Clearing snow or ice from a small circle of windshield glass maybe enough for you to see your way out of the driveway, but it isn’t adequate for safe driving. You can do a better, safer job with a little extra effort.
First, use a push broom to brush snow from the hood and the roof. Otherwise, snow will blow onto the windshield from the hood as you accelerate and from the roof when you brake.
Next, brush snow from the windshield, then scrape off any ice underneath. If the ice is thick, apply an aerosol spray, which typically contains the same alcohol used in antifreeze. Be careful not to spray it on the car body, for it may damage the paint (once diluted with water from the ice, the aerosol will not cause a problem if some dribbles onto the body).
Use a scraper to remove all traces of ice; the spray itself can cause moisture to evaporate, lowering its temperature and re-freezing it on the windshield. Clear side windows in the same way. Break ice from the windshield wiper blades and squeegees so that they can work properly. If winters in your area are severe, use special winter blades, which are encased in rubber to avoid clogging with ice.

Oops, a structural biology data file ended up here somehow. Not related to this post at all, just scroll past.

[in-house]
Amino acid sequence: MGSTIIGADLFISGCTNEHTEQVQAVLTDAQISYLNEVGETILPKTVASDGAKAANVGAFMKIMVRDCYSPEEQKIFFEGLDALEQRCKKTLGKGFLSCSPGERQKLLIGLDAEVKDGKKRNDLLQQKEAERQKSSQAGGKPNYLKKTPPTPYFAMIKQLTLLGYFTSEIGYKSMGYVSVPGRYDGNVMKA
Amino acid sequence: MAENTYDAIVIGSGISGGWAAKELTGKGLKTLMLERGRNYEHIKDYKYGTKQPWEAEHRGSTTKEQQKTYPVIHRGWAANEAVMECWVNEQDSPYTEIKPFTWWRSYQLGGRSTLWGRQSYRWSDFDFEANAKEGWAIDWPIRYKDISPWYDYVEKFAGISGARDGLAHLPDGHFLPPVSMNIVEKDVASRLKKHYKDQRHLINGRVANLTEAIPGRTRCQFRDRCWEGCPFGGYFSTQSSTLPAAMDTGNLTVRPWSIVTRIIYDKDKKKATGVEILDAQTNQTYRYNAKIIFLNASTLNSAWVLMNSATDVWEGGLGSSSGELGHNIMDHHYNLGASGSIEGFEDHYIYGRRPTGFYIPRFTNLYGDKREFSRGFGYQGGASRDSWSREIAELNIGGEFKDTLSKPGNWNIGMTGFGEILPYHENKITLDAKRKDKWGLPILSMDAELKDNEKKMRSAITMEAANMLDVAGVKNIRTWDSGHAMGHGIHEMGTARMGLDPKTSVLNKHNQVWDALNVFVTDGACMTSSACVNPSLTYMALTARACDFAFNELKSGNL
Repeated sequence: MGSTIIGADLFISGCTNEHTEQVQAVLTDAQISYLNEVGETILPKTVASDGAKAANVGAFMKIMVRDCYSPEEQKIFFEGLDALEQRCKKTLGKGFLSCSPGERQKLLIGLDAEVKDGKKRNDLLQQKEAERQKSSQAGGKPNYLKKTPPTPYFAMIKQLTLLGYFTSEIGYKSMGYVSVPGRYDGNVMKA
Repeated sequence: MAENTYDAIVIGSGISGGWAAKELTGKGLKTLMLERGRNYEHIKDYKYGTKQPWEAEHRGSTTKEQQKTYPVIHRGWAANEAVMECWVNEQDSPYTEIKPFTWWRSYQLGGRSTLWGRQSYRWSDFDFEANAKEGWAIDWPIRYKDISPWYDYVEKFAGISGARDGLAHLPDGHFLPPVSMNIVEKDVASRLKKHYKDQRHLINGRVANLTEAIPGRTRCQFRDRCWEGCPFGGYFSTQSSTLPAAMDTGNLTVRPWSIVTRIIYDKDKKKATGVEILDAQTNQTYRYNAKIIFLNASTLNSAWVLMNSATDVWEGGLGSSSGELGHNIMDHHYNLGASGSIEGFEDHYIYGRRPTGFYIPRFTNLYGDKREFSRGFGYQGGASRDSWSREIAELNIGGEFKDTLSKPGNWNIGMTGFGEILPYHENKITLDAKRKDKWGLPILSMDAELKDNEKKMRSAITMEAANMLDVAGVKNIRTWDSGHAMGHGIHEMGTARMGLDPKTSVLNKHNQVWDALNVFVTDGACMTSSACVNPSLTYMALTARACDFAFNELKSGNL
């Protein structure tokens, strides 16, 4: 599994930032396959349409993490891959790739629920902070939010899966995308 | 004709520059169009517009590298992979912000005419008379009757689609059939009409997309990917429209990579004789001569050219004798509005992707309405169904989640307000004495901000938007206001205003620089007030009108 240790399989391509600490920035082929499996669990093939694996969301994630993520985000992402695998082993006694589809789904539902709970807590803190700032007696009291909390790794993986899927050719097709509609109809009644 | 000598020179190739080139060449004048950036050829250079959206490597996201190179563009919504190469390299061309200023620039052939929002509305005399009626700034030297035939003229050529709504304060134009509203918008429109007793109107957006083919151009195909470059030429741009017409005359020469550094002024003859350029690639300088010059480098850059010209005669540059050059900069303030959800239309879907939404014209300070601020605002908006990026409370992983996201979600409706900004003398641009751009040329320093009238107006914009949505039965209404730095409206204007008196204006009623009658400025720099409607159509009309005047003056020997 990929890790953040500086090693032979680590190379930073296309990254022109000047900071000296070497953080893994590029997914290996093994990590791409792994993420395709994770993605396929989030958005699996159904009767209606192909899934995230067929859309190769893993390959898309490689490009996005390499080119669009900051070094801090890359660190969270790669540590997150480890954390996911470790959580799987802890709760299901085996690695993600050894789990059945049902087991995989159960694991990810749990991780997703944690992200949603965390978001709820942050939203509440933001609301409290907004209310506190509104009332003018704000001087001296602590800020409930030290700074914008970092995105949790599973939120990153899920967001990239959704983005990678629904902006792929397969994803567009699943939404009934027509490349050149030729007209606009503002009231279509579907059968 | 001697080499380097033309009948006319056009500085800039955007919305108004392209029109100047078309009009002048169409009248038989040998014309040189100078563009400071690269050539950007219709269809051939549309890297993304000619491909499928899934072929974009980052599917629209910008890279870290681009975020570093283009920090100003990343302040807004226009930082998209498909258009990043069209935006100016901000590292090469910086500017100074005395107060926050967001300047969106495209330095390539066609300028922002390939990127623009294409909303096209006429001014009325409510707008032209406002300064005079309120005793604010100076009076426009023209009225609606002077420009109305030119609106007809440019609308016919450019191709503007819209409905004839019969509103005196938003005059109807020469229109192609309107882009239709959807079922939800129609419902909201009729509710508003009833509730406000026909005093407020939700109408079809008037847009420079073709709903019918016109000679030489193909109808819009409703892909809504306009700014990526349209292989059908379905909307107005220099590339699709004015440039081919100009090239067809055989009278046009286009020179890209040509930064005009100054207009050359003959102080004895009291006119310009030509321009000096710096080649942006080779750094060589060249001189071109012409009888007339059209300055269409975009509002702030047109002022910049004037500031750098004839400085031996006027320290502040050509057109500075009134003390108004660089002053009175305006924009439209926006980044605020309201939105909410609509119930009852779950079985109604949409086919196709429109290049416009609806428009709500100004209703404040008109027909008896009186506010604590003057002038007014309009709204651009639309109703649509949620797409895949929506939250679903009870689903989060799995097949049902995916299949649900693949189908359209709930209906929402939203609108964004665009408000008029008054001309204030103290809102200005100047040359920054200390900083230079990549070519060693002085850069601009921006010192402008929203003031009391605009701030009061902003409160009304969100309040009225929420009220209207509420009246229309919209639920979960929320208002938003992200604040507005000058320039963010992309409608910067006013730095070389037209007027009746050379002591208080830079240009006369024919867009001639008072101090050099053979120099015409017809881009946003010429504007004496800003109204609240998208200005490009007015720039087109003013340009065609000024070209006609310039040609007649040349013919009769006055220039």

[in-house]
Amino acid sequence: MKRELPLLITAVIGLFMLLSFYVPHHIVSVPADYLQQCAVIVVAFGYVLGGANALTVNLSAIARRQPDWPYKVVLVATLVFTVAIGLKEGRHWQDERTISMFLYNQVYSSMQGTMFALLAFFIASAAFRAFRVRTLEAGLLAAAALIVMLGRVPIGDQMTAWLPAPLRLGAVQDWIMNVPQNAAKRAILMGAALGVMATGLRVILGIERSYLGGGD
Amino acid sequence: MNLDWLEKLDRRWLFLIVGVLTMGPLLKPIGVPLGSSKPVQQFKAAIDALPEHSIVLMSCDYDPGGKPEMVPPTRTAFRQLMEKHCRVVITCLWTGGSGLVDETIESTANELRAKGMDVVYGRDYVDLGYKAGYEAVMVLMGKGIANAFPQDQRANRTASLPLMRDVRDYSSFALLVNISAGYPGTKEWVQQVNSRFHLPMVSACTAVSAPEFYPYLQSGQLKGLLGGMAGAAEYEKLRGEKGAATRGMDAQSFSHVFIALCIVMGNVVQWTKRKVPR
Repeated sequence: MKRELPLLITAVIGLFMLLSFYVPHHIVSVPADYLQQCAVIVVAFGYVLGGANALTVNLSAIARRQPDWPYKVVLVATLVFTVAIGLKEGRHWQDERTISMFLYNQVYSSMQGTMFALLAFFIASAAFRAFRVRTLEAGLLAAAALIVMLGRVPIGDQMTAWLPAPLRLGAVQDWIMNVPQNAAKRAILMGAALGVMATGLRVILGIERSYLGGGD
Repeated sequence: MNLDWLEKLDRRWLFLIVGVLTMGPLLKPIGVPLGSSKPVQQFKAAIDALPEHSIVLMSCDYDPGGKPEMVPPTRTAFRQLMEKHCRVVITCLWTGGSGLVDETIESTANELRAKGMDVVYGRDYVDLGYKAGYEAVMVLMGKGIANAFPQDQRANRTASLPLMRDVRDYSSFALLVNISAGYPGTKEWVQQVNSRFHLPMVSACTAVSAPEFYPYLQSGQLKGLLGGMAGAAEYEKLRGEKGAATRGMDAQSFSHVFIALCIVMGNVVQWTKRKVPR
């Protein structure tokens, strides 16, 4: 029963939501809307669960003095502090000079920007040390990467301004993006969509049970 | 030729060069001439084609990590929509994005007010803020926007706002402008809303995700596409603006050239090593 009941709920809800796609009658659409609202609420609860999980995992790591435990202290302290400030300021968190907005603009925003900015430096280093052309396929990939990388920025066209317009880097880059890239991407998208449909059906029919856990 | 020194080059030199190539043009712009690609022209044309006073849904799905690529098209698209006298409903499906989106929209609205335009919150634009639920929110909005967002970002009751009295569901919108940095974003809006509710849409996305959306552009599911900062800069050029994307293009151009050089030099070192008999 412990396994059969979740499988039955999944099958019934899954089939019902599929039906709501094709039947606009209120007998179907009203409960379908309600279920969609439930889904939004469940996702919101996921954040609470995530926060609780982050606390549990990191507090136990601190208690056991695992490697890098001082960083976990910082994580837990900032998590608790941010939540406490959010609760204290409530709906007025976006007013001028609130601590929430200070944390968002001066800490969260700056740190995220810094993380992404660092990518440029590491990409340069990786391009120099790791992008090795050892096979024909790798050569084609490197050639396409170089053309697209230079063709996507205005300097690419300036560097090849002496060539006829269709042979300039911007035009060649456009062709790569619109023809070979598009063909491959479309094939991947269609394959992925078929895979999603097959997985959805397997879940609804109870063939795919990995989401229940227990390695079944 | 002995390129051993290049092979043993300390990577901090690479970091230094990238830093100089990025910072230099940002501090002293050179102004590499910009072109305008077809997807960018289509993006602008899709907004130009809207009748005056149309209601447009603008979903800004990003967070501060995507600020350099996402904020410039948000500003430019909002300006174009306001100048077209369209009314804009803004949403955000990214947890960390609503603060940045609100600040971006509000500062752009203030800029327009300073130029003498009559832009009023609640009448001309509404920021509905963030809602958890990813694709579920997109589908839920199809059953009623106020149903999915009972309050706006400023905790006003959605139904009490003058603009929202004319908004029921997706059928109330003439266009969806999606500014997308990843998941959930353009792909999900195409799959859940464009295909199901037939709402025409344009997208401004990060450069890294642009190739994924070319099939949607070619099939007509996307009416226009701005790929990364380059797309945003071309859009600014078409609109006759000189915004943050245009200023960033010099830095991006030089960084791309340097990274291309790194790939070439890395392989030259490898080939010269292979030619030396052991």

Even if your car has a rear defogger, scrape ice from the rear window. The defogger cannot melt ice rapidly in cold weather. If you are driving at night, scrape ice from the headlamps and wipe them clean.
After 1 to 2 miles of driving, the engine coolant should be warm enough to provide heated air for the defroster. Turn on the defroster and use the windshield washer and the wipers to keep the windshield clean. Winter windshield washer solution, like the deicing aerosol spray, also contains alcohol (although a different type). Do not use the washer before the defroster can supply heated air, or freezing may result.